The equity extraction scheme that was exposed by 7-11 Employee Kurt McCord brings back painful memories for me. The scheme is eerily similar to what was perpetrated against Dunkin’ Donuts franchisees from 1998 thru 2008. In that period it is estimated that Dunkin’ Brands extracted over $100 million dollars of franchisee equity from hundreds of franchisees using similar tactics described by Kurt McCord.
Onerous franchise agreements create the tool, greedy investors set the stage, failure to meet sales or development goals create the desire for C-Suite management to look for other means to generate cash flow and bingo the franchisee equity extraction scheme is launched.
Outspoken franchisees are first ones on the hit list then come franchisees with high volume stores because they have the most equity to extract. Before you know it, they will going after the majority of franchisees. There were over 350 lawsuits at the height of Dunkin’ Brands scheme out of 1250 franchisees in the system at that time.
UPS is using a similar strategy in New York to move out outspoken franchisees and bring in other more pliable ones while getting transfer fees too, a side benefit for UPS.
Michael Seid and the IFA lobbyists scoffed at the suggestion that franchisee equity extraction is a problem in franchising. In Maine the IFA and franchisor lobbyists said that “there isn’t a problem in franchising, just with Dunkin’ Donuts franchisees, it’s an isolated incident”, well it looks like the quarantine is over and the equity extraction scheme is no longer isolated.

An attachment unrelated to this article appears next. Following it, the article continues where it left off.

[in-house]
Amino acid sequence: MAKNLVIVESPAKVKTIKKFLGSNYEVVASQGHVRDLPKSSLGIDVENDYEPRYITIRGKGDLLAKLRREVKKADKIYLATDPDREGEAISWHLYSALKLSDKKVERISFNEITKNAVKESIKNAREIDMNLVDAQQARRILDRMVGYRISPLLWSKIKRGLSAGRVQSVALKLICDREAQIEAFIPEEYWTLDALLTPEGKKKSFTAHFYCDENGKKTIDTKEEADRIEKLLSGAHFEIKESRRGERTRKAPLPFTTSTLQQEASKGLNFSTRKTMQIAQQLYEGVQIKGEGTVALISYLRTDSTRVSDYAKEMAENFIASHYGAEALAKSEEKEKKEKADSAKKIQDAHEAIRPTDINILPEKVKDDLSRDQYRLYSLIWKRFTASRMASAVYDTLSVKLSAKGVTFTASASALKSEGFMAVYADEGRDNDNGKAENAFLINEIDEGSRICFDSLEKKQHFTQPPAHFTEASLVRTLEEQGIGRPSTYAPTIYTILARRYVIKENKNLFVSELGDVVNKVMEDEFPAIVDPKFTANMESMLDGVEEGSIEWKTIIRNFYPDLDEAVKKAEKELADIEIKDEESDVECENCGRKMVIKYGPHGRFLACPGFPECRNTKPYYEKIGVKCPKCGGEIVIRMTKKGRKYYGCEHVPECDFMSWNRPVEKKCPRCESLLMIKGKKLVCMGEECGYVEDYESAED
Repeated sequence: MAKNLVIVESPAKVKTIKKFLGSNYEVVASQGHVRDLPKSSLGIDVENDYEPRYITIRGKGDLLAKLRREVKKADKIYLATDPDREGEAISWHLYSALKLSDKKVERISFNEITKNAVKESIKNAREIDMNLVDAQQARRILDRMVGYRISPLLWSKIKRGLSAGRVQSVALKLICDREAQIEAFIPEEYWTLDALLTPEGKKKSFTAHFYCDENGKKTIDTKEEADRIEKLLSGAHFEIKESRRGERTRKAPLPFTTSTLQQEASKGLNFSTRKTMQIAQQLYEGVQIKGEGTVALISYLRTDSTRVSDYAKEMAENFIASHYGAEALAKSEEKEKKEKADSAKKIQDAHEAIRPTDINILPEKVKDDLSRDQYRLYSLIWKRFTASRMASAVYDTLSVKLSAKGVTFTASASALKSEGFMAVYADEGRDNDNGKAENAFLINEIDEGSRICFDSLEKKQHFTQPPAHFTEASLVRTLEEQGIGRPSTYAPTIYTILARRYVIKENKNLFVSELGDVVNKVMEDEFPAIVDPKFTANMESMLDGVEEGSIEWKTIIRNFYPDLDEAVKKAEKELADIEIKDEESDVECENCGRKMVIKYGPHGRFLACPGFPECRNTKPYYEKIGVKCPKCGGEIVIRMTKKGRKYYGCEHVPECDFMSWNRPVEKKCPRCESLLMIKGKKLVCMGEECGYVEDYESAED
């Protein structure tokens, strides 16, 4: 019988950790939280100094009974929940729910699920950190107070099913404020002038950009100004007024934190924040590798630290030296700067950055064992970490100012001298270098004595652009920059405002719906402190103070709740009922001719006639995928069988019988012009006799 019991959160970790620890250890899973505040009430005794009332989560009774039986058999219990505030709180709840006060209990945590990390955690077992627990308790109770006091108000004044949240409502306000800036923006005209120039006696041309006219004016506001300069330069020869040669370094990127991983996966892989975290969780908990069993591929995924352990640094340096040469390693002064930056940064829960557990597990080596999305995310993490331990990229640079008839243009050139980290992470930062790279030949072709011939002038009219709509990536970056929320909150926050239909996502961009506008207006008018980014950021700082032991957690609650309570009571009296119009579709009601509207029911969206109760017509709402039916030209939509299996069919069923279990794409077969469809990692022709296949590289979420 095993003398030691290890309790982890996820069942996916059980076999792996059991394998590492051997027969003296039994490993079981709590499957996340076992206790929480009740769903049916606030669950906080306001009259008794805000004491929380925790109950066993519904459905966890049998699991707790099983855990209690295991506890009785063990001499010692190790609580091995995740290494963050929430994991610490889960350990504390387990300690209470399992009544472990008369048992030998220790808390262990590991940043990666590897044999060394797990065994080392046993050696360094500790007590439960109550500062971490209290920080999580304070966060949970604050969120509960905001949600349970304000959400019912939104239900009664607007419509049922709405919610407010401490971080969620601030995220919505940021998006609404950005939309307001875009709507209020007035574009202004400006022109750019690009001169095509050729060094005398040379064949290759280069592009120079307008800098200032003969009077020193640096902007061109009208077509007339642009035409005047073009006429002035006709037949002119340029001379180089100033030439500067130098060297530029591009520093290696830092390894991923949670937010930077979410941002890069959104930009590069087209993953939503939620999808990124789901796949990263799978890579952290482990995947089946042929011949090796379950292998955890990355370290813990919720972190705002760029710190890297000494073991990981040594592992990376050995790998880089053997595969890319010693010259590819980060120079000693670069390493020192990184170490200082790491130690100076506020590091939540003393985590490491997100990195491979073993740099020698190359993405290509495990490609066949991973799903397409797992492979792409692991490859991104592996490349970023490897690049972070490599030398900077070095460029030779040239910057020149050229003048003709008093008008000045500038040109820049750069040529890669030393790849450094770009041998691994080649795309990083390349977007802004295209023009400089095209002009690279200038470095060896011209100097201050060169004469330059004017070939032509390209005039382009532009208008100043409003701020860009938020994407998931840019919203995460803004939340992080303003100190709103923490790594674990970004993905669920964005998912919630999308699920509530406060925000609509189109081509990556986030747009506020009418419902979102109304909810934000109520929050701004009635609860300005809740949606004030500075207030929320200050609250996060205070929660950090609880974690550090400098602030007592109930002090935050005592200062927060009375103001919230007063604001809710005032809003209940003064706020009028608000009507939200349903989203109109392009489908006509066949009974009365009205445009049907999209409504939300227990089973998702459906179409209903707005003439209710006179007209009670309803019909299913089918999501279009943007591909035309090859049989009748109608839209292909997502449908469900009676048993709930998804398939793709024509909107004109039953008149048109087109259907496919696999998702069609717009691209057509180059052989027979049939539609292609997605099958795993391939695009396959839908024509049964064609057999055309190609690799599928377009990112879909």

In Maine the IFA refused to accept any attempt to diminish franchisors ability to extract equity from franchisees, they even opposed “Freedom of Association” or termination with good cause, which is central to the effort of stopping equity extraction schemes in their tracks.
The position taken by Michael Seid and the IFA in Maine is not to save “the franchise business model” it’s to save the ability for the larger franchisors to treat their franchisees anyway they see fit. IFA membership fees are based on number of units, companies such as 7-11, UPS, McDonalds pay the highest fees to the IFA.
There is a need for pro-franchisee legislation to protect and defend the equity that belongs to franchisees. By the way 7-11, UPS and McDonalds endorsed the IFA’s position against pro-franchisee legislation in Maine and New Hampshire and they will continue to do so.
Also posted at BlueMauMau